Auburn's Clayton takes over Michigan track program
AUBURNTIGERSDOTCOM Jerry Clayton, left, and Ralph Spry became close friends (Phillip Marshall photo)
AUBURNTIGERSDOTCOM
Jerry Clayton, left, and Ralph Spry became close friends (Phillip Marshall photo)
AUBURNTIGERSDOTCOM

July 15, 2013

By Phillip Marshall
AuburnTigers.com

AUBURN, Ala. - Jerry Clayton had no plans to leave Auburn. He had not even thought about leaving Auburn. And then the call came with a question.

Would he be interested in becoming the head coach at Michigan?

Telephone conversations led to a visit by Clayton, Auburn's assistant head coach for the past 15 years, and his wife, Becky. They liked what they saw. Monday, Clayton was named Michigan head coach.

"I'm really impressed with what they have and what they see as their future," Clayton said. "They've had a lot of success in track and field over the years. Things have not been going in the direction they wanted. They felt I was the person to move them in that direction."

Clayton, a former head coach at Southwest Texas State and assistant at Illinois, had been an assistant at Florida for three seasons when Auburn head coach Ralph Spry reached out to him in 1998.

"He's somebody I've always trusted," Spry said. "He's been great for Auburn for the last 15 years. Nobody thought I could hire him from Florida, but I worked it out and he's been here ever since."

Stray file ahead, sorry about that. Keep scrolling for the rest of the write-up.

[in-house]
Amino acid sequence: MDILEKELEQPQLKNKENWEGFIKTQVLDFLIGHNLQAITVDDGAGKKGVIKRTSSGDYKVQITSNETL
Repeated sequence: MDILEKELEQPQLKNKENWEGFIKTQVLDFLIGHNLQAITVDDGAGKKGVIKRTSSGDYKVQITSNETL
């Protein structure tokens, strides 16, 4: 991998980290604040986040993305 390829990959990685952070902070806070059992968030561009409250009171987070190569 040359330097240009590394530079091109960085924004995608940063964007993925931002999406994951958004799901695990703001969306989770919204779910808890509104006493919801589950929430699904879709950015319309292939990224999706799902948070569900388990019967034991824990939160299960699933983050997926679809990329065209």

Along the way, Clayton has established himself as one of the nation's top field events coaches and top recruiters.

He helped Auburn to 18 top 10 finishes, indoor and outdoor, 10 top five finishes a women's national championship and second-place finish nationally for the men. Clayton personally coached 10 NCAA national champions, 51 All-Americans and 34 SEC individual champions.

"Auburn has offered my family and me a great experience," Clayton said. "It starts with the successes and, obviously, Coach Spry bringing me in here. He and I have really developed a friendship. We've fished together, done a lot of things together. He gave me the freedom to coach and do what we do. I really appreciated that. That's why I've been here. People have come after me numerous times and I haven't had any interest.


 

 

"My wife and I thought we were going to be here. We didn't plan on any of this."

The Clayton's oldest son, Zach, was a starting defensive tackle on the 2010 national championship football team and plays for the Tennessee Titans. Youngest son Nick is a recent graduate of the Air Force Academy and will soon start pilot training.

"Definitely, it has been fun from Day 1," Clayton said. "You look at the successes we've had as a program. Coach Spry has given us the freedom to recruit and coach. All of us do the best we can to coach the athletes up and get them to perform in the critical competitions."

It took a special job, Clayton said, for him to leave Auburn.

"Because of how well Auburn has treated us here, there aren't that many programs we are going to look at," Clayton said. "It takes a Michigan or maybe a Texas, those kinds of programs. It took an institution like that to pull me away from Auburn."

The Big Ten is nothing new for Clayton and his wife. Both are Illinois graduates. Clayton was a two-time All-American in the shot put. His wife was a three-time All-American in the long jump. Clayton spent nine years at Illinois as an assistant, helping build the Illini into the dominant program in the Big Ten.

Michigan, Spry said, made the right choice.

"As sorry as I am to lose him, I'm very happy for him," Spry said. "He'll get there and get the right people in place. Michigan is going to get it going. They hired a good man."

 

Phillip Marshall is a Senior Writer for AuburnTigers.com. Follow Marshall on Twitter: